A Customs and Border Protection officer escorts a detainee to a processing area in March 2016.

A Customs and Border Protection officer escorts a detainee to a processing area in March 2016. Donna Burton/Customs and Border Protection file photo

Even Before Trump, Most of the People Arrested by Federal Agents Were Immigrants

The data clearly contradicts his narrative about lax enforcement.

To hear it from Donald Trump and other immigration hardliners, the US government has been skirting its responsibility to enforce immigration laws for years.

In a memo issued April 11, Attorney General Jeff Sessions ordered federal prosecutors to crack down on undocumented immigrants who commit crimes by prioritizing their cases and seeking harsher sentences. “This is the Trump era,” he said, according to prepared remarks, to Customs and Border patrol agents in Nogales, Arizona. “The lawlessness, the abdication of the duty to enforce our immigration laws and the catch and release practices of old are over.”

Data from federal arrests, however, show an increasing emphasis on punishing those who break immigration laws well before the Trump election, according to an analysis by the Pew Research Center published April 10. Immigration-related crimes accounted for half of criminal arrests by federal agents in fiscal 2014, the latest year for which figures are available. That’s up from less than 30% in fiscal 2004.

Overall, roughly six out of 10 arrests by all federal agencies involved a non-US citizen, up from around four in 10. That suggests US authorities had been going after immigrants who have committed crimes, or as Trump would call them “bad hombres.”

The growing share of immigration-related arrests is the result of the US’s ballooning border-enforcement budget over the past decade. The immigration-related arrests are for criminal offenses, such as entering the country illegally or helping others do that, and are different from immigrant apprehensions and deportations. As they rise, the share of federal arrests for other types of crimes—drug trafficking, embezzlement and owning an unregistered gun—have dropped.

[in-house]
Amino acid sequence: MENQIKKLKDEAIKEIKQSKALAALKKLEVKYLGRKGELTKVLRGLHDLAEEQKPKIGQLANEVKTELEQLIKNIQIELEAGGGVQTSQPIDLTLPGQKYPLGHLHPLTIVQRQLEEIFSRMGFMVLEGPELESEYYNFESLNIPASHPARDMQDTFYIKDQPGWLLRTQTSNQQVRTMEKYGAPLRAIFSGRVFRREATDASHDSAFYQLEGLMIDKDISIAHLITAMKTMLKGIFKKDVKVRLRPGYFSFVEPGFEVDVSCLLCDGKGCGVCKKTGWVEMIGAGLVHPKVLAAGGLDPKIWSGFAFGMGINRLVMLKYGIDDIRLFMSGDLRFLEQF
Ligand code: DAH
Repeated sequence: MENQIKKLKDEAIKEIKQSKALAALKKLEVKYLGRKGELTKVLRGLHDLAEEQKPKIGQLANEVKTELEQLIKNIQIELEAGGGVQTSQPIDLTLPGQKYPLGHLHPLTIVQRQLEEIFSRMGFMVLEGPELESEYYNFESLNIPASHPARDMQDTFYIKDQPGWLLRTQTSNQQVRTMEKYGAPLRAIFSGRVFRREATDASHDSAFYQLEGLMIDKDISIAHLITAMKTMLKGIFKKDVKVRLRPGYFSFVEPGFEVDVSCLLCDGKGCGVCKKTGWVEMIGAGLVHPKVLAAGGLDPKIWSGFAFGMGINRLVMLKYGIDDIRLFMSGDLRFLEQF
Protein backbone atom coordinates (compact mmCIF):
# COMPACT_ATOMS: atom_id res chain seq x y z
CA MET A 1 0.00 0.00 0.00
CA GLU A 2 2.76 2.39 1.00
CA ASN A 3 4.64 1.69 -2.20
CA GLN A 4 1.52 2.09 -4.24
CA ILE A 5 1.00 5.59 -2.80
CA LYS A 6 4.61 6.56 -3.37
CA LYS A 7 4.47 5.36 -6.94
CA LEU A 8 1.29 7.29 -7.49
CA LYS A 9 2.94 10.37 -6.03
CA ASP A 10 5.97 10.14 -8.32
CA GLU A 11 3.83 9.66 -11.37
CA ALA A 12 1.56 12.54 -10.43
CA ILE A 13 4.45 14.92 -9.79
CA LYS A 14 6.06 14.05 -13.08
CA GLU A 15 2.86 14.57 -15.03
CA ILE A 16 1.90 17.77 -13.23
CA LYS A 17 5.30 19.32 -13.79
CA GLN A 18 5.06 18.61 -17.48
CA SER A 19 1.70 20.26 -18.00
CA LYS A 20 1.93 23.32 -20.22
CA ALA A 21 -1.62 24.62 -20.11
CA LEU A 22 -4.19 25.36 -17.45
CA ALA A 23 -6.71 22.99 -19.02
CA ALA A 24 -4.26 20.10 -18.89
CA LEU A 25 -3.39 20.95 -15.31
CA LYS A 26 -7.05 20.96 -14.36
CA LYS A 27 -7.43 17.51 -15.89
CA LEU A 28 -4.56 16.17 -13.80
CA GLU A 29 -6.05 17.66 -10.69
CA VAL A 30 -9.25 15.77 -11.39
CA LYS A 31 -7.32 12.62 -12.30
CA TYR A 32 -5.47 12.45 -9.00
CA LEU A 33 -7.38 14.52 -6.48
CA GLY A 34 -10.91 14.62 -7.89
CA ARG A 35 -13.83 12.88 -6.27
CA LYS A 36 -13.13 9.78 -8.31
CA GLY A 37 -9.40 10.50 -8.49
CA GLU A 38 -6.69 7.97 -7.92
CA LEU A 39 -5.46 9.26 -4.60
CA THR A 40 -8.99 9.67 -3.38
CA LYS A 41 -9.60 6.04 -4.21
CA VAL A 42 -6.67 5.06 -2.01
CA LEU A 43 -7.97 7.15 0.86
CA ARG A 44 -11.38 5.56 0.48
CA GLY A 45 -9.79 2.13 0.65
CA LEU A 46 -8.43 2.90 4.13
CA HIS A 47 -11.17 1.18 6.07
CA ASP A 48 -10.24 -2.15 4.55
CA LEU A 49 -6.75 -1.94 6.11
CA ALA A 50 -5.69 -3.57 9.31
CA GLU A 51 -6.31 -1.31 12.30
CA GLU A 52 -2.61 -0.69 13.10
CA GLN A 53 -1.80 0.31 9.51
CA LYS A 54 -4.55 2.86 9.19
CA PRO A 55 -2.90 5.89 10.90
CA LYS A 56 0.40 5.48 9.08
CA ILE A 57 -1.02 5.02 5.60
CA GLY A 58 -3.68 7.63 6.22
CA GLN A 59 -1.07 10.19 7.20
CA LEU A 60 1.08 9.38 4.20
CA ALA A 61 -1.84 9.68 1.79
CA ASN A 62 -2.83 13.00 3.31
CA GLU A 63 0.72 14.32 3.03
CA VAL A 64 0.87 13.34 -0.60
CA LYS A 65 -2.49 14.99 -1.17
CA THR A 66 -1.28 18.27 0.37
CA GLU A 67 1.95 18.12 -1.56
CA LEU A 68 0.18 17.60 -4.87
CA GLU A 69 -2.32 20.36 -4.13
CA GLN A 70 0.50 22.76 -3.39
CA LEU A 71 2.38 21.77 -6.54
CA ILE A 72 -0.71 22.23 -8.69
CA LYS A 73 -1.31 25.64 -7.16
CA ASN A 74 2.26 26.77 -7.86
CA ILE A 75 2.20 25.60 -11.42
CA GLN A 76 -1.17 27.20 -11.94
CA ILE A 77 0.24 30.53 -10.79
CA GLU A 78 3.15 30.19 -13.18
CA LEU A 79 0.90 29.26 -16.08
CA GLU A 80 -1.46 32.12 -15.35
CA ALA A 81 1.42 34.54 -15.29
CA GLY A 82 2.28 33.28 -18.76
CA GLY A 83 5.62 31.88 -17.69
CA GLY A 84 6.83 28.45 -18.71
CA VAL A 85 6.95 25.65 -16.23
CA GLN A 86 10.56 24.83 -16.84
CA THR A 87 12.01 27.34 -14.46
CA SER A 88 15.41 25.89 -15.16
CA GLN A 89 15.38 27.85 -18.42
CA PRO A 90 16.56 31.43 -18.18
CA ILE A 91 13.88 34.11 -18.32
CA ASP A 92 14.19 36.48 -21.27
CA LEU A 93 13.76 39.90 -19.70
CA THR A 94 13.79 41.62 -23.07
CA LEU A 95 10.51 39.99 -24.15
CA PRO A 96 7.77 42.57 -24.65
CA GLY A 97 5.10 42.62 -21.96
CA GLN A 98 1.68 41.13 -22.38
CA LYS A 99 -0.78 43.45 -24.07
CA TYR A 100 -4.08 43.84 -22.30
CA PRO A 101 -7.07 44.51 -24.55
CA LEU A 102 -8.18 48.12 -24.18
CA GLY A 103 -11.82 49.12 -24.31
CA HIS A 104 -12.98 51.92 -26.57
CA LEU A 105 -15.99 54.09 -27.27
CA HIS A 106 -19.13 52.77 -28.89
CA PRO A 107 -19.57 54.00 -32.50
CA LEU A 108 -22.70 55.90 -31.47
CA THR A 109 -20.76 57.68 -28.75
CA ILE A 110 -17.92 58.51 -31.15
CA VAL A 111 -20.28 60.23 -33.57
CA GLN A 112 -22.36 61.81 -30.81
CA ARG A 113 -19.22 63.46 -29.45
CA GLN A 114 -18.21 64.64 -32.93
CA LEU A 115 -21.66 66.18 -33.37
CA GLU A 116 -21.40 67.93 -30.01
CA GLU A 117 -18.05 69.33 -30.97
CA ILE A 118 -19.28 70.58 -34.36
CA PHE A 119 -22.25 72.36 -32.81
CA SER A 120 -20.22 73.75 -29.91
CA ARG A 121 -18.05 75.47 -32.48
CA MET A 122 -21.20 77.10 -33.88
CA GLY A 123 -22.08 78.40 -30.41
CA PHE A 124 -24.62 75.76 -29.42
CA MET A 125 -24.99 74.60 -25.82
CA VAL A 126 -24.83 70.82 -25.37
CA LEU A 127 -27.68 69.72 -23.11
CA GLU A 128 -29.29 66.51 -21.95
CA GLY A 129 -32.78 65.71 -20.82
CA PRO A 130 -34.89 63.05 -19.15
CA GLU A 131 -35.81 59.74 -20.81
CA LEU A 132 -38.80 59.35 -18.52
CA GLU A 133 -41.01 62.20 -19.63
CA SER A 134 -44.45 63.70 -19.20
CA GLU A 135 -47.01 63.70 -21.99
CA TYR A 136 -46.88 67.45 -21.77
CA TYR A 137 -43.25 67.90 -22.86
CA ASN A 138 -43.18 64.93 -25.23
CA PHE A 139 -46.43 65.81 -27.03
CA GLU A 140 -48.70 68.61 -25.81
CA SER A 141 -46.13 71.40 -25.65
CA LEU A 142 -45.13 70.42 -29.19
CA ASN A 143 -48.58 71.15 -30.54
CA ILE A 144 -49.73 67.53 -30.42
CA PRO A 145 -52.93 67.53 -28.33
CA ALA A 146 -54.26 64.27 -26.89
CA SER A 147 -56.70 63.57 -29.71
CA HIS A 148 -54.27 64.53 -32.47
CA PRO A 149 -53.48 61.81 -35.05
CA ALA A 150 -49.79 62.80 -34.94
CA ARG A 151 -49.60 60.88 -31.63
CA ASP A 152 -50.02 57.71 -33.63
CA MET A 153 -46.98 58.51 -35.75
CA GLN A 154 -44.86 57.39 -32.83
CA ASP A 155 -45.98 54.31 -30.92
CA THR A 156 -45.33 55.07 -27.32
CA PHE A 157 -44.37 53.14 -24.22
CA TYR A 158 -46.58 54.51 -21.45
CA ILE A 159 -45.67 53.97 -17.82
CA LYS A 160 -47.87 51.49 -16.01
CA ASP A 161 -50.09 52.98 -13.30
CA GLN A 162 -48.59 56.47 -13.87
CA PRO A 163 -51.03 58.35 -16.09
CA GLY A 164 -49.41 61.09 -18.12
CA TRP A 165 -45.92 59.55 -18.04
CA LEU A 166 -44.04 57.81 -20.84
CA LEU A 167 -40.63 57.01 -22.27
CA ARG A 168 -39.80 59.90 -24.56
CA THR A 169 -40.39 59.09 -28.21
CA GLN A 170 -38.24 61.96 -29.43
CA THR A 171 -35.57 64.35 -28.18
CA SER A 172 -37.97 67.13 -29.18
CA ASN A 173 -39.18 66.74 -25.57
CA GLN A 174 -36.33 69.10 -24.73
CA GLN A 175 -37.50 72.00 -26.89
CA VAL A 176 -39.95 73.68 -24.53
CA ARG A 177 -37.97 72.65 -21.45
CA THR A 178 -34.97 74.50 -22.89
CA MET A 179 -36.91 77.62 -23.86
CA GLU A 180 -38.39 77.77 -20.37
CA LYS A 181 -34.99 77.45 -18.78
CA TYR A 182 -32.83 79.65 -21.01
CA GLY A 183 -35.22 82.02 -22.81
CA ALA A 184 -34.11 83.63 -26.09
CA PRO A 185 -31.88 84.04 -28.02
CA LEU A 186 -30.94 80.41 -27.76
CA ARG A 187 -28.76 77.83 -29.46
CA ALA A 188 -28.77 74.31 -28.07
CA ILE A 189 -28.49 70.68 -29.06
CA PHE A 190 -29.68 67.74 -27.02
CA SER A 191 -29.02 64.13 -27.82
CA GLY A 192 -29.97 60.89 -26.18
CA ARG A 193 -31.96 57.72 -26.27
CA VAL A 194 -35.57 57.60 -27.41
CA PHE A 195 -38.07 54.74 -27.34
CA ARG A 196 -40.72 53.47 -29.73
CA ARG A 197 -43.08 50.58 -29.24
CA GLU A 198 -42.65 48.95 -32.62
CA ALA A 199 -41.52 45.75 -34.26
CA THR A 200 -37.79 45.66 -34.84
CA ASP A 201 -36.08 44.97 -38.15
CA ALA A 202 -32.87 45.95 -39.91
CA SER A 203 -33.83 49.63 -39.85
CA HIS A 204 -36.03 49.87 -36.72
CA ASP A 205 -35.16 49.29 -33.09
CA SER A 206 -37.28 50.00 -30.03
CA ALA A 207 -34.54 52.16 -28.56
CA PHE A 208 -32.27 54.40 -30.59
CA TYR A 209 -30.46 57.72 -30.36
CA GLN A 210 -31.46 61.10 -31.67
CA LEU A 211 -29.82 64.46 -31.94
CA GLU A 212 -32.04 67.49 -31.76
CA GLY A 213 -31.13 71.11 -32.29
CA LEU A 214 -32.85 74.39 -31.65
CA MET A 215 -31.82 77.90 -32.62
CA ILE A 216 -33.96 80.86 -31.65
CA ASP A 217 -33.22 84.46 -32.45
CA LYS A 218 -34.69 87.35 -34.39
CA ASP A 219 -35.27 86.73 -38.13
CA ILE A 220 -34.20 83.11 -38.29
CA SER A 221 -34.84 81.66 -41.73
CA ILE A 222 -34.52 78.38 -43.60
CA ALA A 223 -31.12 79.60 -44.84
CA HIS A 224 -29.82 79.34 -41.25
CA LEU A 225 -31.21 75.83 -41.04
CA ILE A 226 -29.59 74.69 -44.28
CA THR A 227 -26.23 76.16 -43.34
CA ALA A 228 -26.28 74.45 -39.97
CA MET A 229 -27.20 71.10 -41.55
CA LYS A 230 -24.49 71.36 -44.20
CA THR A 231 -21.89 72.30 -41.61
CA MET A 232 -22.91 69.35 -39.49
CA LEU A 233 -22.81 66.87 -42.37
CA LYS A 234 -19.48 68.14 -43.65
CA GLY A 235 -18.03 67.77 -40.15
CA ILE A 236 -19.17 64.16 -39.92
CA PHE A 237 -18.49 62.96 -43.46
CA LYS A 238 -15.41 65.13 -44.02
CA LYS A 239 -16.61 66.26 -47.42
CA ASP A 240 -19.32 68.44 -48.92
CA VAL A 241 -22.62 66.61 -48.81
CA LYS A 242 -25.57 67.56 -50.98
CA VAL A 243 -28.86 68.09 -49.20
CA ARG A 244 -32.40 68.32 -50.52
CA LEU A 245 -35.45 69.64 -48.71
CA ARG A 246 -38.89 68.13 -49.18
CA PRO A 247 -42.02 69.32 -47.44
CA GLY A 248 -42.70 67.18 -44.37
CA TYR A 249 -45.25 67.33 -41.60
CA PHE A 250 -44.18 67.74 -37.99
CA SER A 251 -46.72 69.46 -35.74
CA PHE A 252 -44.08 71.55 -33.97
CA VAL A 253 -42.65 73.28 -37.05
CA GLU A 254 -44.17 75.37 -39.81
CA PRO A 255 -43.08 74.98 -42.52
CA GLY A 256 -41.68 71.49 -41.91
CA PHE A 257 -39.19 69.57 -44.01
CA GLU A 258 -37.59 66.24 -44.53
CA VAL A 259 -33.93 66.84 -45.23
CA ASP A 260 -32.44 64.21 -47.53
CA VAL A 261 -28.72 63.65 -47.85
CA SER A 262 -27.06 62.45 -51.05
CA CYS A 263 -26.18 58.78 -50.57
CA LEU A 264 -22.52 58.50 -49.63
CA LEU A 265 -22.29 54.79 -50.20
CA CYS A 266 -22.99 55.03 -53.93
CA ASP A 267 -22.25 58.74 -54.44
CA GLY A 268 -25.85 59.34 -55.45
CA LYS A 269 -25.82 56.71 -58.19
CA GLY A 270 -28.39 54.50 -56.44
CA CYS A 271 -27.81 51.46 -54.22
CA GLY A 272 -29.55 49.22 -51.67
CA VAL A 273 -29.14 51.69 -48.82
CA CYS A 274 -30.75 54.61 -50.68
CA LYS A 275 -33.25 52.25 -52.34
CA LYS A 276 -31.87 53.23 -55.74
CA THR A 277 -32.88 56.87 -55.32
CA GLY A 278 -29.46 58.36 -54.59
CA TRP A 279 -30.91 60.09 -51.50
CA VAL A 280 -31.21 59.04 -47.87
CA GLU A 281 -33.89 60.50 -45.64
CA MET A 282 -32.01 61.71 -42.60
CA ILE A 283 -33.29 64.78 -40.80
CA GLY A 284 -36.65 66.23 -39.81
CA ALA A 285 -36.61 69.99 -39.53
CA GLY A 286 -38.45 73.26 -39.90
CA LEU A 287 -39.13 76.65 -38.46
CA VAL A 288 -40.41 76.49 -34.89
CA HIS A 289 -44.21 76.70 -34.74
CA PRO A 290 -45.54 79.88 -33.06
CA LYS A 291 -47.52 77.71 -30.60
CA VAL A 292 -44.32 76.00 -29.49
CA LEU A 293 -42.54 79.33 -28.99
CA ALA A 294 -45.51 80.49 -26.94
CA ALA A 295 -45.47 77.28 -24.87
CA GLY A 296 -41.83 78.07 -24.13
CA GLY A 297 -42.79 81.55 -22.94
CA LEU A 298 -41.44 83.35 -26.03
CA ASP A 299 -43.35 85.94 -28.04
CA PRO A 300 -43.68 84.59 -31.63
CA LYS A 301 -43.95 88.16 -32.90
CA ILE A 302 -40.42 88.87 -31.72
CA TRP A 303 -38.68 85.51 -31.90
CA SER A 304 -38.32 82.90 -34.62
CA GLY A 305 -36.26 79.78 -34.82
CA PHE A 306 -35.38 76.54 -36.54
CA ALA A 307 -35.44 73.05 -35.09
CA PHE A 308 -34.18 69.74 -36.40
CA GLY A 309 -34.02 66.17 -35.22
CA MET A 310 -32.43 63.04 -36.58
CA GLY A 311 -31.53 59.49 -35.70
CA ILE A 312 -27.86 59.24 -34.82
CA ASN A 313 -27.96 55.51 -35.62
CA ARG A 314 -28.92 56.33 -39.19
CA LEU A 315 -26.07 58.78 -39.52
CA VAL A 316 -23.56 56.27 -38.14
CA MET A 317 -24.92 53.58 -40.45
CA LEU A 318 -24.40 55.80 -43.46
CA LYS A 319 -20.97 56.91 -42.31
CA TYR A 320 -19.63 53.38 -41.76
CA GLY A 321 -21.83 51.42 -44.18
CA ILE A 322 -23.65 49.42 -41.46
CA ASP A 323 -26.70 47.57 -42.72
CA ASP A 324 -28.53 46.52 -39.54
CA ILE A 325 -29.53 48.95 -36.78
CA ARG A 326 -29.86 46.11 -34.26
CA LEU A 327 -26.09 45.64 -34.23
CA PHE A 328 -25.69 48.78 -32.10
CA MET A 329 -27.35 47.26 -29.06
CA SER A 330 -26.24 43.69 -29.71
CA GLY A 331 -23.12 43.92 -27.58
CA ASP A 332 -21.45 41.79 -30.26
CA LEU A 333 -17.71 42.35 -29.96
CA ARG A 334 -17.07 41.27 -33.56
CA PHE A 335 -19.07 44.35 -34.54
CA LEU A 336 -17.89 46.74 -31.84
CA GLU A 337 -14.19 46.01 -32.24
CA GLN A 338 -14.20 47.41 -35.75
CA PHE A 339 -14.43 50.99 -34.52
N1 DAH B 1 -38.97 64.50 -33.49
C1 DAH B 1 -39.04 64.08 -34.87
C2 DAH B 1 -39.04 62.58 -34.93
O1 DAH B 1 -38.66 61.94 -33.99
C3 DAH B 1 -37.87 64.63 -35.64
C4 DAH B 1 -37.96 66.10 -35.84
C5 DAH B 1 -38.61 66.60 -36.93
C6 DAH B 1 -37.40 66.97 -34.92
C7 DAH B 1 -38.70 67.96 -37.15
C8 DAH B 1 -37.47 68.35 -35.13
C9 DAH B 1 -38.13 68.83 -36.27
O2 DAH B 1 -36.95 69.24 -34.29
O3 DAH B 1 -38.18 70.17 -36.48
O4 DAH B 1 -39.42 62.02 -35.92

Indeed, the US Department of Homeland Security has become the federal government’s top arresting agency, surpassing the Department of Justice. It was responsible for nearly 60% of federal criminal arrests in 2014, up from 37% in 2004. The justice department’s share, meanwhile, shrunk to 35% of arrests from 48% in the same period. A single homeland security agency, Customs and Border protection, arrested more people than the whole Justice department in 2014, says Pew.

To be sure, arrests by federal agents account for a fraction of all US arrests, which are largely made by local police. But the data clearly contradict Trump’s narrative about lax federal enforcement on immigration and immigrants.

The Trump administration appears to have mischaracterized the role of police departments in helping combat illegal immigration. Last month, the Homeland Security department published a 25-page document listing every local law enforcement agency that, according to its assessment, refused to cooperate with federal immigration agents.

It was part of a strategy to shame “sanctuary” jurisdictions, or cities and counties that provide some kind of protection to immigrants. But after many of the singled-out agencies complained that their policies were being unfairly represented, the government is temporarily halting the report’s publication.

A department spokeswoman told The New York Times the suspension will allow the agency to “analyze and refine its reporting methodologies.”